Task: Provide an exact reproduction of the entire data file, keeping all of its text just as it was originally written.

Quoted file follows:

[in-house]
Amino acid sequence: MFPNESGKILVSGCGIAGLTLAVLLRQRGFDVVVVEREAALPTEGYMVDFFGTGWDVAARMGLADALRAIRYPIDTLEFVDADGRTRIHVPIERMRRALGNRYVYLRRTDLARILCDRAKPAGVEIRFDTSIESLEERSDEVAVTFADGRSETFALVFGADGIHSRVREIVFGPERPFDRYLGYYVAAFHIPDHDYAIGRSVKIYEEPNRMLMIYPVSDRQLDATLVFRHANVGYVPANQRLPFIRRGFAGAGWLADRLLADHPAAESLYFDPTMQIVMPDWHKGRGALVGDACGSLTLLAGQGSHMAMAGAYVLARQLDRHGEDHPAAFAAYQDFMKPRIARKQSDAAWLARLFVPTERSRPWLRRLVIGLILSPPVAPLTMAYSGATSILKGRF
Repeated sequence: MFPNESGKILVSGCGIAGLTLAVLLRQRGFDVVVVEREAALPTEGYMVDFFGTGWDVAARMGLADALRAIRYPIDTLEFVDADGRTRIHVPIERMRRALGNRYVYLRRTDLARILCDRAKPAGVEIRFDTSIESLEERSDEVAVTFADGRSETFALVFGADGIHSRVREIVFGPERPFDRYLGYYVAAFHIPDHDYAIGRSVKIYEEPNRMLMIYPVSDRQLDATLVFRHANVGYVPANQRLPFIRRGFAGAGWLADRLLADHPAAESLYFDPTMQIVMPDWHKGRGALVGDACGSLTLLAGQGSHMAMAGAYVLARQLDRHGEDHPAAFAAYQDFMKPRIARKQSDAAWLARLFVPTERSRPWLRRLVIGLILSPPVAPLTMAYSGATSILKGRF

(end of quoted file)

[in-house]
Amino acid sequence: MFPNESGKILVSGCGIAGLTLAVLLRQRGFDVVVVEREAALPTEGYMVDFFGTGWDVAARMGLADALRAIRYPIDTLEFVDADGRTRIHVPIERMRRALGNRYVYLRRTDLARILCDRAKPAGVEIRFDTSIESLEERSDEVAVTFADGRSETFALVFGADGIHSRVREIVFGPERPFDRYLGYYVAAFHIPDHDYAIGRSVKIYEEPNRMLMIYPVSDRQLDATLVFRHANVGYVPANQRLPFIRRGFAGAGWLADRLLADHPAAESLYFDPTMQIVMPDWHKGRGALVGDACGSLTLLAGQGSHMAMAGAYVLARQLDRHGEDHPAAFAAYQDFMKPRIARKQSDAAWLARLFVPTERSRPWLRRLVIGLILSPPVAPLTMAYSGATSILKGRF
Repeated sequence: MFPNESGKILVSGCGIAGLTLAVLLRQRGFDVVVVEREAALPTEGYMVDFFGTGWDVAARMGLADALRAIRYPIDTLEFVDADGRTRIHVPIERMRRALGNRYVYLRRTDLARILCDRAKPAGVEIRFDTSIESLEERSDEVAVTFADGRSETFALVFGADGIHSRVREIVFGPERPFDRYLGYYVAAFHIPDHDYAIGRSVKIYEEPNRMLMIYPVSDRQLDATLVFRHANVGYVPANQRLPFIRRGFAGAGWLADRLLADHPAAESLYFDPTMQIVMPDWHKGRGALVGDACGSLTLLAGQGSHMAMAGAYVLARQLDRHGEDHPAAFAAYQDFMKPRIARKQSDAAWLARLFVPTERSRPWLRRLVIGLILSPPVAPLTMAYSGATSILKGRF